My journey began in Halle in August 2011, ten days after my PhD graduation in Norwich. I had never been to Germany before, nor did I speak a word of German at the time. All I knew was that Halle was the only city the Camisards had visited twice and also the one where they had stayed the longest during their continental missions in 1711 and 1713. Unfortunately, their collections of prophecies give virtually no information on the conditions of their stay nor on their local contacts. They do provide us, however, with a detailed itinerary and chronology.
My four missionaries were the prophets Elie Marion and Jean Allut, and their two scribes Charles Portalès and Nicolas Fatio de Duillier. They only passed by Halle for a day on 16 August 1711, where they met the Pietist theologian August Hermann Francke (1663-1727), but returned for one month two years later in May-June 1713. Berlin had been the main stopover on this first mission, which had originally lead me to suspect some Philadelphian contacts. For by then the French Prophets had attracted a substantial number of Philadelphians and Jane Lead had readers and correspondents in many parts Germany. But this was to forget another network of much greater importance.
Halle was the third most important refuge for French Protestants after Berlin and Magdeburg in early eighteenth-century Brandenburg-Prussia. The Elector Friedrich Wilhelm of Hohenzollern’s Edict of Potsdam (1685) had granted Huguenots freedom of religion as well as many economic and fiscal privileges to attract them to his remote principality, whose economy and demographics still had not recovered from the Thirty Years’ War (1618-1648). Some 14,000-20,000 Huguenots settled in Brandenburg-Prussia as a result, where they established 48 colonies between 1686 and 1731. Halle alone counted over 700 Huguenots by 1700. Most of these originated from the southern French provinces of Languedoc, Vivarais and Dauphiné, while a second wave came from Champagne.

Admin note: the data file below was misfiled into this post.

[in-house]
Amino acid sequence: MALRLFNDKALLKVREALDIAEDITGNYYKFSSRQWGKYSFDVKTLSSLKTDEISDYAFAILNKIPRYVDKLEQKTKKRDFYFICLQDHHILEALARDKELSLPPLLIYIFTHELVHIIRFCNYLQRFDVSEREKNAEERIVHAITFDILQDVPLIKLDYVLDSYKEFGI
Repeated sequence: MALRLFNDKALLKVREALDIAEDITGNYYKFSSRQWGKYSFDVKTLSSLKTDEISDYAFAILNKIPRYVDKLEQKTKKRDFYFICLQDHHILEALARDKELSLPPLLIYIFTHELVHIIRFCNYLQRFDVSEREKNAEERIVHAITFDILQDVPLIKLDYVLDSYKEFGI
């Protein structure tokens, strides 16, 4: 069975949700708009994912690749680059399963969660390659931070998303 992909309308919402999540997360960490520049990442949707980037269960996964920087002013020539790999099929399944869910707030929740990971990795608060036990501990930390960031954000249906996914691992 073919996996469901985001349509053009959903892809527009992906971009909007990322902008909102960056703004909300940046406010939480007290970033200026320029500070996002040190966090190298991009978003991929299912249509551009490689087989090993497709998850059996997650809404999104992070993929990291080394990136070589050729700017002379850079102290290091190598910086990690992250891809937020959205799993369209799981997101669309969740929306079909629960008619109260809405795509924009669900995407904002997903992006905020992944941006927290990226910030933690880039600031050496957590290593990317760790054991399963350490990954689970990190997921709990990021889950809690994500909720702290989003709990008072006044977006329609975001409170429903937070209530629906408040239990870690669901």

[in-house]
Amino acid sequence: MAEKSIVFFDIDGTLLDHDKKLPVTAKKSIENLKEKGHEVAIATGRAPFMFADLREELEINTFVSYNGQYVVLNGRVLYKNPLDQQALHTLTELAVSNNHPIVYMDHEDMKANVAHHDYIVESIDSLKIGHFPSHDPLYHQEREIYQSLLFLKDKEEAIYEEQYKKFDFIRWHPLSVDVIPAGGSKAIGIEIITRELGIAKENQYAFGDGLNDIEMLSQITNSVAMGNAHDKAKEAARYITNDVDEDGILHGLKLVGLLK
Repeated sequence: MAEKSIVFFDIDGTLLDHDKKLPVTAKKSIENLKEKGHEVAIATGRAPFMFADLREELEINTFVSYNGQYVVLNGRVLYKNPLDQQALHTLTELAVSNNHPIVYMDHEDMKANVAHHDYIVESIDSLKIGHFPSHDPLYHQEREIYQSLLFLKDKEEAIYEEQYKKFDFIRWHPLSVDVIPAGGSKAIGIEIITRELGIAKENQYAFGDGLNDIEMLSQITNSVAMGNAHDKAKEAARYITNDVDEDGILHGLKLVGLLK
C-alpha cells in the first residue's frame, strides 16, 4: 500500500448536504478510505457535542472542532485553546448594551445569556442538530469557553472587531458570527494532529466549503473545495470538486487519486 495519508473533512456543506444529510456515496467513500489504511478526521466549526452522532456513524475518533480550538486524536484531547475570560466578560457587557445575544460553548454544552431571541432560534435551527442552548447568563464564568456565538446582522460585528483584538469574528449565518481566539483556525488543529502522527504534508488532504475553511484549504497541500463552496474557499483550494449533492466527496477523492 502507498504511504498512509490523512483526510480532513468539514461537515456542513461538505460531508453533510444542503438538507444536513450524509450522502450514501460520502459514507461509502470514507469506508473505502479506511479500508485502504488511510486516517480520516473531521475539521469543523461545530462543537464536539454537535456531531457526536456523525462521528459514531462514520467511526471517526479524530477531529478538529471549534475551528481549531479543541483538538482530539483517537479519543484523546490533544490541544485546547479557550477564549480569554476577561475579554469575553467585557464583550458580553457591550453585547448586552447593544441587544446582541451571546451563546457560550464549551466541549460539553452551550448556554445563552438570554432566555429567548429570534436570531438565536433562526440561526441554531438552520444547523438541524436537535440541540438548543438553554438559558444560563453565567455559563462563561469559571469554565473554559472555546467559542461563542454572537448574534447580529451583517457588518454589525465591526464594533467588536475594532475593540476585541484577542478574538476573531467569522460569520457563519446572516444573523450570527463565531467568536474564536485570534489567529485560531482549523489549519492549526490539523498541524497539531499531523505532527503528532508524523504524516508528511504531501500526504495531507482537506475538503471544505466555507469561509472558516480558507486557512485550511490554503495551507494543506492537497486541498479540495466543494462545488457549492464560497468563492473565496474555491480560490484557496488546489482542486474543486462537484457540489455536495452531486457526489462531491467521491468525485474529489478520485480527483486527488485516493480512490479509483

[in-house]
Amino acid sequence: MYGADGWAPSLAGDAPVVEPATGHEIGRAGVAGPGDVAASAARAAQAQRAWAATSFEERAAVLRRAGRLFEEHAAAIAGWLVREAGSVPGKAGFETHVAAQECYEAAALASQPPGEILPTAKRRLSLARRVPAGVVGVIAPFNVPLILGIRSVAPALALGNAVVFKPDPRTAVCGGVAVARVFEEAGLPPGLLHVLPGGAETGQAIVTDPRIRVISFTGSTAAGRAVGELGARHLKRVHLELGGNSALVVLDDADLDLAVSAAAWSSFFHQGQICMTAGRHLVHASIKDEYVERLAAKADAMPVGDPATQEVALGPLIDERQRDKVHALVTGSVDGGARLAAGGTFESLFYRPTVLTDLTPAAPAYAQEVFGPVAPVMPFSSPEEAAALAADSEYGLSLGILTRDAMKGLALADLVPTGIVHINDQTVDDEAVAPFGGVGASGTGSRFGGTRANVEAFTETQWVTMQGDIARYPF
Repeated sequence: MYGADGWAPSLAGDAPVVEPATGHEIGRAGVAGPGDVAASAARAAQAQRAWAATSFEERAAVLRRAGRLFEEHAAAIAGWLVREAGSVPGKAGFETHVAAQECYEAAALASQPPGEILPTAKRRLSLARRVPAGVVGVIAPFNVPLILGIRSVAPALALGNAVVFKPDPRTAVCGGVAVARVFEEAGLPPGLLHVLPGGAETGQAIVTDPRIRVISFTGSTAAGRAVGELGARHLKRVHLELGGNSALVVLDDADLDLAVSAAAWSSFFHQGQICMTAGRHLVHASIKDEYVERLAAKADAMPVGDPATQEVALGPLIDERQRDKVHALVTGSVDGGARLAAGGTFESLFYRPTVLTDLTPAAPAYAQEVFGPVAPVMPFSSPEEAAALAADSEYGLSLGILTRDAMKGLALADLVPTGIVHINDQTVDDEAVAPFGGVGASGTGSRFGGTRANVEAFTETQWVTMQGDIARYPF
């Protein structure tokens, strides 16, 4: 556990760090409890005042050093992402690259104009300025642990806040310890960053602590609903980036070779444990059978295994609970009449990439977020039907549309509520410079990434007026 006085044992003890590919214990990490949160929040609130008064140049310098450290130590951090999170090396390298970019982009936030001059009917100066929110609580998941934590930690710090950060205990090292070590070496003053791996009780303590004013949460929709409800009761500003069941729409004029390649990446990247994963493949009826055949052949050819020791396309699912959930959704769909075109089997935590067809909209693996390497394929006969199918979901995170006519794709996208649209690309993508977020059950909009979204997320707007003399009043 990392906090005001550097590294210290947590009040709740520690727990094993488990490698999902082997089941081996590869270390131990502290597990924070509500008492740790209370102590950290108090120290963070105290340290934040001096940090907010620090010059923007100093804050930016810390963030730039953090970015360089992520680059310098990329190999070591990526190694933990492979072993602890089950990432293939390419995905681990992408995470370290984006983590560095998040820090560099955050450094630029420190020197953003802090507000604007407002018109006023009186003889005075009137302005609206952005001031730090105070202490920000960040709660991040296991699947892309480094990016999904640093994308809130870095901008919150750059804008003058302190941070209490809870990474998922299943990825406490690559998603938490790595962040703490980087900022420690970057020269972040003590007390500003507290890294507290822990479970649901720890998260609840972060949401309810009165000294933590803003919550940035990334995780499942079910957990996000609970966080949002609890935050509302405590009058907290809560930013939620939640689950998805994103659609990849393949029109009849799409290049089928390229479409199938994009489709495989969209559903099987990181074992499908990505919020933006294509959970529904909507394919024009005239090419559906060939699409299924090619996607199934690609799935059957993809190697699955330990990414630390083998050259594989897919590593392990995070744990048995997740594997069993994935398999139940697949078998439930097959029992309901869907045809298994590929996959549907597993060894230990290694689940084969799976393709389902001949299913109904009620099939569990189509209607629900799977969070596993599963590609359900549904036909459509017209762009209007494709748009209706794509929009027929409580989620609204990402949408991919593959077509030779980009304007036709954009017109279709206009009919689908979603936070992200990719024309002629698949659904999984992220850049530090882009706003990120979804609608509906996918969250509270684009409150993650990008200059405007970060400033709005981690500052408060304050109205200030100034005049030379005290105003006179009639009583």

The Huguenot colony was located around the Moritzburg castle in the heart of Halle, where the cathedral also welcomed the French Reformed Church from 1688. Refugees consisted largely of craftsmen, artisans and merchants (stocking weavers, hat makers, glove makers…); Textile manufactures were rapidly established thanks to the King’s financial assistance and goods were exported to Leipzig, where other Huguenots lived. Although refugees were naturalised as Prussian citizens in 1709, it took several generations to integrate them. The colony enjoyed its own administrative, ecclesiastical and judicial authorities, it appointed its own director and treasurer, and French remained its official language until its demise in 1806.
For all these reasons Halle seemed a natural destination for the Camisard missionaries. Yet their claims to prophecy and miracles appealed predominantly to the local Pietist community. That is why the Francke Foundations looked to be a promising starting point for my project. As I arrived at the Information Centre and began reading about the building’s history, it suddenly hit me that I was in fact standing in Francke’s former house almost exactly –providentially?– 300 years day for day after the Camisards visited him. The journey continues…